The Capitol’s long-running, emotional gun control debate prompted a new question Tuesday morning: “What would Jesus do?”
And it prompted charges of strong-arming.
The suggestion that “bullying” is going on was first raised by Rep. Tony Cornish, R-Vernon City.
The comments came after the chairman of the House Public Safety Committee, Rep. Michael Paymar, DFL-St. Paul, started off the hearing on his background-checks bill by announcing that the committee would not vote on the measure until 7 o’clock tonight.
That news brought grumbles from Republicans on the committee who claimed that Paymar was going to use the time “to bully’’ DFL members of the committee who do not want to support his bill, which is strongly opposed by the NRA.
“This bill is a nightmare for all gunowners,’’ Cornish said, before turning to Paymar and saying, “During the recess … don’t badger them [DFL members of the committee.]’’
Indeed, it does appear that Paymar is going to have a tough time rounding up enough DFL votes on the committee to pass his “loophole” bill, which would require background checks on those attempting to purchase weapons at gun shows, on the Internet or through private,
The suggestion that Paymar was going to use the hours between the morning committee hearing and the evening vote to “badger’’ members of the committee was not the most surprising comment made by Cornish Tuesday morning.
That came from Cornish, who grew restless as pastor after pastor testified to the need for the Paymar bill to pass. Words like “moral” and “protecting children’’ were repeatedly used by the pastors.
Cornish, finally, decided to respond to all this morality talk from what he considered a bunch of left-leaning preachers.
“I’m a Missouri Synod Lutheran,” Cornish said. “In Luke, Jesus said, ‘Sell your cloak and buy a sword.’ ”
That Jesus was being presented as a Second Amendment guy startled everyone in the packed hearing room.
After the hearing, Cornish said he’s long been holding on to the verse from Luke 22:36 to toss into the gun debate. In his mind, Cornish said, that verse means that Jesus would have no problem with people packing a pistol “to protect their families.”
The verse, it should be noted, has led to many debates among theologians, most of whom seem to believe that, when taken in context, Jesus was not advocating the use of swords — or presumably pistols — as a way to settle differences.
That theological discussion did not take place in the committee hearing, however. Cornish’s use of Jesus just sort of hung over a debate that goes on and on and on.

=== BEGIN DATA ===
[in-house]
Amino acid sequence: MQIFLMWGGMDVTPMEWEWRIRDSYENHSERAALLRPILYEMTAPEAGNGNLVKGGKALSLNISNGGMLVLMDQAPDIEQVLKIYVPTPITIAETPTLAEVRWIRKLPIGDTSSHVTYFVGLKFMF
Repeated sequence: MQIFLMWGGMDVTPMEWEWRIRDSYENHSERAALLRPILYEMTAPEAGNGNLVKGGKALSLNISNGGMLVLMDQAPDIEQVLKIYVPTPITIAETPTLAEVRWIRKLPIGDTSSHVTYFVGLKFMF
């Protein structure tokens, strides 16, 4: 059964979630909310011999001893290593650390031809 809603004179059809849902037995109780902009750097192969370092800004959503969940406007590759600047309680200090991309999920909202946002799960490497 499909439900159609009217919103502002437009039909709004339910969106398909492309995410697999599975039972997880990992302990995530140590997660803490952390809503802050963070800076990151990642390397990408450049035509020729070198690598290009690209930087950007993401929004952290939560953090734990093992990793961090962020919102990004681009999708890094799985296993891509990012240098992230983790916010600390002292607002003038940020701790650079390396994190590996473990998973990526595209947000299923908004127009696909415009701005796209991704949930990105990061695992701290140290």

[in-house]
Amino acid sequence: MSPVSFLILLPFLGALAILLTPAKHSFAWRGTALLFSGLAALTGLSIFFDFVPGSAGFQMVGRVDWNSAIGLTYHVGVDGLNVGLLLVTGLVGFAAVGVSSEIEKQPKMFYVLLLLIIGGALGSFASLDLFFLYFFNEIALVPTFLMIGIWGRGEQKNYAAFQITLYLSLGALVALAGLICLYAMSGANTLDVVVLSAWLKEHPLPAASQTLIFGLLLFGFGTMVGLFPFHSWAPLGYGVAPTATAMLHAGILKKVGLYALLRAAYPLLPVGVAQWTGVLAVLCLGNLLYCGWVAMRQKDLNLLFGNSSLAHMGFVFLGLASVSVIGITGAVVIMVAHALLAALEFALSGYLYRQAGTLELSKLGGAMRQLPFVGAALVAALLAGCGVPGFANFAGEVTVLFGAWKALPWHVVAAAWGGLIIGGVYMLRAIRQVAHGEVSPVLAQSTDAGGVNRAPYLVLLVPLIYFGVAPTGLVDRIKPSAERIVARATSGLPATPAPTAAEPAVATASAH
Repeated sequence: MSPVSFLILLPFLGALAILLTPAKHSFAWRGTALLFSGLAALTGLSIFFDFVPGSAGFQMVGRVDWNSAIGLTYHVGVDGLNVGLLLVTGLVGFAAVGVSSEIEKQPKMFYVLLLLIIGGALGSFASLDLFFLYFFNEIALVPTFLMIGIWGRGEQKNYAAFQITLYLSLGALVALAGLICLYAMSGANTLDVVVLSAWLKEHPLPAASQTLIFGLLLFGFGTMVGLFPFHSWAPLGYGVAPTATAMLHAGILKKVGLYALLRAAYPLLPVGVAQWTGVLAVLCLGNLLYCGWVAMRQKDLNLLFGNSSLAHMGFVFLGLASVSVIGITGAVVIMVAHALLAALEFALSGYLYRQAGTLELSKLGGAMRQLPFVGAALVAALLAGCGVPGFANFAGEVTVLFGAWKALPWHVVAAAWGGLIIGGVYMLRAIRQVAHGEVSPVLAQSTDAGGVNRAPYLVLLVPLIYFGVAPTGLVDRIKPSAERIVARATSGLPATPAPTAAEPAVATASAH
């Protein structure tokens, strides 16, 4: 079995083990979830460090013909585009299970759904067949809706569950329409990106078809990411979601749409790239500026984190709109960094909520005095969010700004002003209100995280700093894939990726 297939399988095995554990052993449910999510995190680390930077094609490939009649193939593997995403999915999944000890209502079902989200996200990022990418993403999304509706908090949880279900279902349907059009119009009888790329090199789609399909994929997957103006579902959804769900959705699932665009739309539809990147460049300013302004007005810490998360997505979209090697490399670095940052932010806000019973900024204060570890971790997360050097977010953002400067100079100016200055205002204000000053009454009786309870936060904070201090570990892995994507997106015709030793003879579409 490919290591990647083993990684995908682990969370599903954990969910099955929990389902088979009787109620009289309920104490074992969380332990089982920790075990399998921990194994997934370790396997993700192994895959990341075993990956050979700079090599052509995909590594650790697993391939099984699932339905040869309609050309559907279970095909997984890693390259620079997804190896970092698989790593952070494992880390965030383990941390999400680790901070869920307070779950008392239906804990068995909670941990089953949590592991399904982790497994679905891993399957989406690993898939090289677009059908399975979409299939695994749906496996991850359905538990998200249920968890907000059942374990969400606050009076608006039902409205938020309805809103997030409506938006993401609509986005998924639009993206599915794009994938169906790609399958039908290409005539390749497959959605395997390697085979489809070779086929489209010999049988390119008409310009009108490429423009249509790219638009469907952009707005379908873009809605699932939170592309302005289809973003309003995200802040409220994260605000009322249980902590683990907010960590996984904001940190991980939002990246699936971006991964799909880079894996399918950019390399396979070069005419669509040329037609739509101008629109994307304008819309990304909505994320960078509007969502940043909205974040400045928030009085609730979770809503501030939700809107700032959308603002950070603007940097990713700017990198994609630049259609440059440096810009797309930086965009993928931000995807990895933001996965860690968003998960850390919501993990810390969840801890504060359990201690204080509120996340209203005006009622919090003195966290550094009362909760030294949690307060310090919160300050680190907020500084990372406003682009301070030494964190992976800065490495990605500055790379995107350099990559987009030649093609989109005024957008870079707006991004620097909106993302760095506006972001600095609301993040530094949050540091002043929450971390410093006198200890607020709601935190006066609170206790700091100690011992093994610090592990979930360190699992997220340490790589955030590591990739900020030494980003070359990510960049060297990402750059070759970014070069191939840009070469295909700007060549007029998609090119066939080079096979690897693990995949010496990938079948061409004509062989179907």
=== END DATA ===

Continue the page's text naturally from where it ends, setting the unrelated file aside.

But when the charge that Paymar was trying to bully DFLers was made again by a witness, the NRA’s Christopher Rager, a side spat did develop.
Rager said, in testimony, that the reason the vote was being postponed was so that Paymar and others who support the bill could “wrangle” reluctant legislators.
Rep. John Lesch, DFL-St. Paul, stopped Rager.
“Bullying people?” Lesch asked. “Who is bullying people?”
“I’ve been told by members that is happening,” Rager said.
Lesch wanted names. He wanted examples. He wanted specifics.
Rager seemed to have none.
For his part, Paymar, after the morning session, denied he was bullying or wrangling anyone.
“It [the vote] is very close,” Paymar said. “I’m just hopeful that between now and 7, some hearts and minds could change.”
Paymar also said he would be open to amendments to his bill. For example, he indicated he would be open to accepting large portions of a gun bill proposed recently by Rep. Debra Hilstrom, DFL-Brooklyn Center.
The Hilstrom bill has more than 70 co-authors from both parties, and it has the approval of Cornish and the NRA.
It would, however, do nothing to close gun show loopholes, but it would require some technical changes in gun laws. For instance, it would stiffen penalties for those making straw purchases on behalf of those who are not allowed to have firearms, and it would require the state to forward more information to a national database regarding people with a history of mental health problems.
There’s little doubt that the Hilstrom “compromise” could pass both the House and Senate. But it’s considered tepid, at best, by Paymar and advocates of stronger gun legislation.
Merely adding the Hilstrom compromise to the Paymar bill will not make those opposing more controls happy.
“It’s like putting a diamond in a cow pie,” said Cornish.